Before you go trick or treating with a pet, ask the pet, “Would you like to go?”
You may not get an answer in English, but you know your pet best. Be honest.
While many dogs love to be the center of attention and are friendly to children dressed as ghosts and goblins, other dogs don’t respond well to startling events, and may not be dependable around unfamiliar children, especially if they’re dressed as werewolves.
If you’re toting a cat outdoors in a cat carriage, unless your cat experiences this sort of travel frequently, Halloween is not the day to try it out for a test run. Of course, most cats feel uncomfortable outside their territory. There are well-socialized cats that are the exception to the rule, but they are the exception. Most cats don’t want to join in neighborhood trick or treating. In fact, most cats detest Halloween.
When pets look humiliated in costumes, it’s probably because they are humiliated. Having said that, pets love to be doted upon, and they don’t much care if they’re wearing a superhero outfit or dressed as Lady Gaga. Some may even enjoy the experience, especially if treats and/or extra attention is involved.
However, for pets who disdain wearing costumes, I suggest you’re being delivered a message. Don’t take it personally; it’s not about you. It’s distressing or even mortifying to them… at least that’s how it appears some pets feel when wearing costumes. And, even if we can’t quite equate their feelings into our terms, it’s clear they don’t like it. Then, if we’re really honest, consider that some people don’t like dressing up for Halloween either.
And that’s not to mention the pet hamsters, gerbils, Guinea pigs, ferrets, parrots, lizards, and other assorted pets dressed up for Halloween. Many may be totally ambivalent, but I doubt many hamsters or lizards wake up in the morning wondering what they’re going to wear.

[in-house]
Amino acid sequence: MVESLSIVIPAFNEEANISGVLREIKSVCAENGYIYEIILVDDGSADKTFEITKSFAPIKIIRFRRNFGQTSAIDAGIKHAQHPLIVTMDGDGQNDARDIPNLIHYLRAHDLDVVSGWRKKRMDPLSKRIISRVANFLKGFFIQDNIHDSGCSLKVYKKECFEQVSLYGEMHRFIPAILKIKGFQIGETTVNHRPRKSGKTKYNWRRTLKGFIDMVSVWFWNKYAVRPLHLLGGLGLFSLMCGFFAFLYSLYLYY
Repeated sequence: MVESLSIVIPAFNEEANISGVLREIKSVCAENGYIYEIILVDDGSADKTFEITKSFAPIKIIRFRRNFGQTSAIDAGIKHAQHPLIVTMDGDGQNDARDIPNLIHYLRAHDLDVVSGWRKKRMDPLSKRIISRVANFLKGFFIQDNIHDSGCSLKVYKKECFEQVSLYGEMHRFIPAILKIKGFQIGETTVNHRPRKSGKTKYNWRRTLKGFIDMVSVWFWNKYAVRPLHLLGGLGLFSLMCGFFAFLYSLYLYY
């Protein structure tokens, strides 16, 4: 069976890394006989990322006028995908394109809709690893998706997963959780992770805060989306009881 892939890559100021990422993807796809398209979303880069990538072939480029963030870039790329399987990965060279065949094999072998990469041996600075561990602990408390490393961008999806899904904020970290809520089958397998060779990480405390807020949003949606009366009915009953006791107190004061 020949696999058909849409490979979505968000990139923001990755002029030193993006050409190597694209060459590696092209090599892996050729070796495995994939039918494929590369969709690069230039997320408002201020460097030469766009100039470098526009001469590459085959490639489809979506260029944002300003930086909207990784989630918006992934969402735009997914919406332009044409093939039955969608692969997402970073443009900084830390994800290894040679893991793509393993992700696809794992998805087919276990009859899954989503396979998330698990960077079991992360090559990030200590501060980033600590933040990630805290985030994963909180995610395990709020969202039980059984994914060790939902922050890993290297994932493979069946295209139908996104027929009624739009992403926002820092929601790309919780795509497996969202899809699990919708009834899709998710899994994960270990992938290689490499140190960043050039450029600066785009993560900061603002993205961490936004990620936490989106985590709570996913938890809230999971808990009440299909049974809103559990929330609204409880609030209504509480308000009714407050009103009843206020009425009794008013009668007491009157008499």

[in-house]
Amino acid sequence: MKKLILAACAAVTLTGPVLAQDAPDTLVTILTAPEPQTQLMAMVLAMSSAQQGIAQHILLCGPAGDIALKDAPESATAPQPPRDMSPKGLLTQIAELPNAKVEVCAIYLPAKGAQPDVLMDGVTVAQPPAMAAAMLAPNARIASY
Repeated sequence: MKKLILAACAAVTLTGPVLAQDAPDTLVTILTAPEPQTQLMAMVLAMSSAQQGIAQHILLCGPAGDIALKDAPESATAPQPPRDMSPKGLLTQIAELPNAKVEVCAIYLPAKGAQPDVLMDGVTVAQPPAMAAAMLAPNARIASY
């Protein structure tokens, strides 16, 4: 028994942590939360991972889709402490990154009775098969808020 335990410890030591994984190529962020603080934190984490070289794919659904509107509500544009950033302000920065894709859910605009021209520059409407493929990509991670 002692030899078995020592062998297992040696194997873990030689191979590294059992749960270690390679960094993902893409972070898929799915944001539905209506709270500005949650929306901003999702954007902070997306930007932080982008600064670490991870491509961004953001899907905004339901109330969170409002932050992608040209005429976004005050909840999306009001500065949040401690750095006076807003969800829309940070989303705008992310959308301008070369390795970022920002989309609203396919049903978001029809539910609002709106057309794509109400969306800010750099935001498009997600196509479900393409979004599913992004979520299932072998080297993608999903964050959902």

Still, the fact is that more pet owners are dressing up their pets this year than ever before, according to the National Retail Federation (NRF), with spending expected to exceed $350 million on pet costumes. The NRF forecast is that 16 percent of Americans, or about 27.7 million people, will put their furry friends into costumes.
For every pet that doesn’t mind dressing up or other Halloween festivities, there are probably more that are horrified of the holiday. The doorbell ringing over and over again, unfamiliar people—are they even people?—coming to the door, and unexpected and loud noises coming from outside.
Worried pets may hide, bolt out an open door, or even respond aggressively.
Lots of pets are lost on Halloween. While you should avoid the pet running out the door in the first place, if the worst happens, ensure that dogs and cats are wearing ID collars and are microchipped (and your current contact information is registered with the microchip provider).
By opening the door for trick or treaters, there’s always a risk a pet will get away. Prevention is best, so keeping the pet behind a closed door of a second bedroom, den, or basement will not only prevent the possibility of escape, but will also allow you an opportunity to minimize or prevent fear, anxiety, or stress by controlling the environment.
Close the shades, shut the windows, and turn on calming classical music. Offer a water bowl in this room, and remember to relocate at least one litter box (depending on how many cats you have).
The real secret to lowering anxiety and/or preventing it from ramping up in the first place is to plug in Feliway (for cats) or Adaptil (for dogs) diffusers. These products are copies of naturally occurring pheromones that pets sense and make them feel more comfortable in their own environments.
Once stress is reduced, get their minds of all those trick or treaters by giving your pets something to occupy their time, such as a rawhide to chomp on or thinking games, like food puzzles, which require dogs and cats to maneuver objects to receive treats.
Encourage a family member to periodically interact with the pets using an interactive cat toy or tossing a squeaky toy for dogs. If their minds are thinking about having fun, the persistent doorbell ringing isn’t quite so worrisome.
If the doorbell prompts anxiety, place a sign on your front door asking trick or treaters to knock instead of ringing the bell.
Halloween is supposed to be fun for the entire family, including pets.